The Tsunami Tennis + Books Edition
Even though the grandest slam of them all ended a couple of weeks ago, tennis goes on in Bed-Stuy Brooklyn. Kings County Tennis League, an initiative to teach tennis to kids in the neighborhood housing developments, is closing out the season. Come see the next Frances Tiafoe or Venus Williams. Tickets still available, including the early rounds, for the stargazers and serious tennis fans. Just kidding, it's free. Marcy Playground, Nostrand + Myrtle Ave., 23 September, 12-4pm, Free.
In addition to the KCTL, catch the last of the The Feast of San Gennaro or Photoville. After-Hours Vertical Exploration @ St. John, World’s Largest Cathedral takes viewers through an exclusive after-hours vertical tour of The Cathedral of St. John the Divine, the mother church of the Episcopal Diocese in New York, or go Inside the Members-Only New York Society Library for a spin. Sasheer Zamata’s Party Time and Ask Me Another give you some variety for your hard-earned dollar. Finally, don't miss the book readings with Orhan Pamuk and Michael Chabon, or The Last Match, a play about an aging all-American tennis player who wants to prove to the world, his wife and himself that he’s still a champion.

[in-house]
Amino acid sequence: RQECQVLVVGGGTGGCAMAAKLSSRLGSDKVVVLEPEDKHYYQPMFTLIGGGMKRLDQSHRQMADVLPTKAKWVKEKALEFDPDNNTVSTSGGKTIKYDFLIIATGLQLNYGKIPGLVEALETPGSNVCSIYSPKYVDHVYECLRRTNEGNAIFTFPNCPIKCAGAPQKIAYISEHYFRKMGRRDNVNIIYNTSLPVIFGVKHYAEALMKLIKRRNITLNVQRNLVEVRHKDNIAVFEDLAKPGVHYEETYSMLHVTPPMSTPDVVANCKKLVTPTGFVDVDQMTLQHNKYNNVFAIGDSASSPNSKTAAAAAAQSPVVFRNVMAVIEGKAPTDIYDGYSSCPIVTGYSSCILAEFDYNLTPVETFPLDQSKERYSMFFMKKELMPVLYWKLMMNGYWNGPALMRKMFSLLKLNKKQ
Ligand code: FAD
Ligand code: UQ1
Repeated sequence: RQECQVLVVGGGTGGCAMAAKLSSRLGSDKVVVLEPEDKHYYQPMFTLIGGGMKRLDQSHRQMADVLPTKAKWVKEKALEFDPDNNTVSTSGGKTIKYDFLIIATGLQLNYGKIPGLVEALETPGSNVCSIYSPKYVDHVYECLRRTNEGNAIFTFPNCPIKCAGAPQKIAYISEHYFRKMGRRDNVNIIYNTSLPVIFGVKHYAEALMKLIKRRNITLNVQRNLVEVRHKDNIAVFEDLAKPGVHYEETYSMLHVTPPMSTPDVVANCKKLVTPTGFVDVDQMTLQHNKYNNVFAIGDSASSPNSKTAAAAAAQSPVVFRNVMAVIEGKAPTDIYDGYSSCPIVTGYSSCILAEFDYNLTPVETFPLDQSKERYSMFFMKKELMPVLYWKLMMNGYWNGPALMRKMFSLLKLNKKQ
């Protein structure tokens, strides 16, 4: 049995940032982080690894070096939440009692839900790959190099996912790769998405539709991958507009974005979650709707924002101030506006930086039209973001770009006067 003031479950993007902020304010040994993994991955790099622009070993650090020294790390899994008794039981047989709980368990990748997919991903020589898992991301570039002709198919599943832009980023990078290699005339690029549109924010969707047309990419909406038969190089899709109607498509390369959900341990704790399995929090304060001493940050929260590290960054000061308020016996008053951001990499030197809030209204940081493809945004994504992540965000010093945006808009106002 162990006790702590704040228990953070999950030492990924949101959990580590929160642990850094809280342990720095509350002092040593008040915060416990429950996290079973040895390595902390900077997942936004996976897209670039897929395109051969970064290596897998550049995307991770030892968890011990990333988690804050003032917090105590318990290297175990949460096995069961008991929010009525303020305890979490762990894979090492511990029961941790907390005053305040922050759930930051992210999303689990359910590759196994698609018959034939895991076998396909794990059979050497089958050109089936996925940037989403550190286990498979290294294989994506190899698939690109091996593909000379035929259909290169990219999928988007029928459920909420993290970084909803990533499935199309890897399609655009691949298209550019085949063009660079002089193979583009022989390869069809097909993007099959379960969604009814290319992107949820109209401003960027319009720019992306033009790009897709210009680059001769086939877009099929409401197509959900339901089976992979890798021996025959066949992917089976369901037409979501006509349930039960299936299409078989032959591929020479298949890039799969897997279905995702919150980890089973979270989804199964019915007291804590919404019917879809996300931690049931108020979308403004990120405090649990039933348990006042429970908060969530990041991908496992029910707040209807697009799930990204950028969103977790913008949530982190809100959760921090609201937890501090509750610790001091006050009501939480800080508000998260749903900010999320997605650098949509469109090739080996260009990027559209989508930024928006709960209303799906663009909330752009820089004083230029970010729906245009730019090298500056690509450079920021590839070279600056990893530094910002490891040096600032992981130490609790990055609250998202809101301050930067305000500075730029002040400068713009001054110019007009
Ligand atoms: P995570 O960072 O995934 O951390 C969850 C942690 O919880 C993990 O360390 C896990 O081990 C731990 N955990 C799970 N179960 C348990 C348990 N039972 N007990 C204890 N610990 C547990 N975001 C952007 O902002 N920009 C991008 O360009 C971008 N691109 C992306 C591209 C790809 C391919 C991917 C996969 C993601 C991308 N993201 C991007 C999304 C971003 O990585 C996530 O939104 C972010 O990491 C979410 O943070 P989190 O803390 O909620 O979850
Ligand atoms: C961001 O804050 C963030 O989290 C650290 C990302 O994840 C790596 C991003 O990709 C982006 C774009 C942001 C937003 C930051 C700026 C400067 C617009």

Count on the bird's eye view from this surprising Midtown neighborhood to help keep you up to date on all the worthwhile things happening in the city.
Tudor City Undercover: the original Williamsburg.
What’s On: 5tcu resides on www.the5tcu.com, or www.blindfolio.com/5tcu
You can now hear Adrian three times per week to discuss American politics and culture on CapeTalk's (South Africa) Early Breakfast show: https://soundcloud.com/primediabroadcasting